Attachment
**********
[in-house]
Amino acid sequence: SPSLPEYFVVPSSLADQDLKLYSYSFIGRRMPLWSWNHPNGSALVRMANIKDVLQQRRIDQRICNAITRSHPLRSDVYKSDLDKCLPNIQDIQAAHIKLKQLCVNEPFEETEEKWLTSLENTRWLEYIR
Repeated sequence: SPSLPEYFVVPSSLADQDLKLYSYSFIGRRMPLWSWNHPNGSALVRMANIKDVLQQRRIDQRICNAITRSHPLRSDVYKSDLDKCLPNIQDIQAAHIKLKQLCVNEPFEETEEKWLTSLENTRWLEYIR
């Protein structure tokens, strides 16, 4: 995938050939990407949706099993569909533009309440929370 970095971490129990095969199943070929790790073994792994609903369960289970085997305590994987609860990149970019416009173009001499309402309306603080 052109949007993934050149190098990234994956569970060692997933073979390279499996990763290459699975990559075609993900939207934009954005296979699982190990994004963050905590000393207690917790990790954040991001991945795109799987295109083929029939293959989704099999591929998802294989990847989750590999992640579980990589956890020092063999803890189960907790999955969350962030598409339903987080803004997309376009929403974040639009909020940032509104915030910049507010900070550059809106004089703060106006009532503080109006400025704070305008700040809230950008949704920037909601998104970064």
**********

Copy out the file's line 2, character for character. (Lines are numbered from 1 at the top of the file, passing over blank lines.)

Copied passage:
Amino acid sequence: SPSLPEYFVVPSSLADQDLKLYSYSFIGRRMPLWSWNHPNGSALVRMANIKDVLQQRRIDQRICNAITRSHPLRSDVYKSDLDKCLPNIQDIQAAHIKLKQLCVNEPFEETEEKWLTSLENTRWLEYIR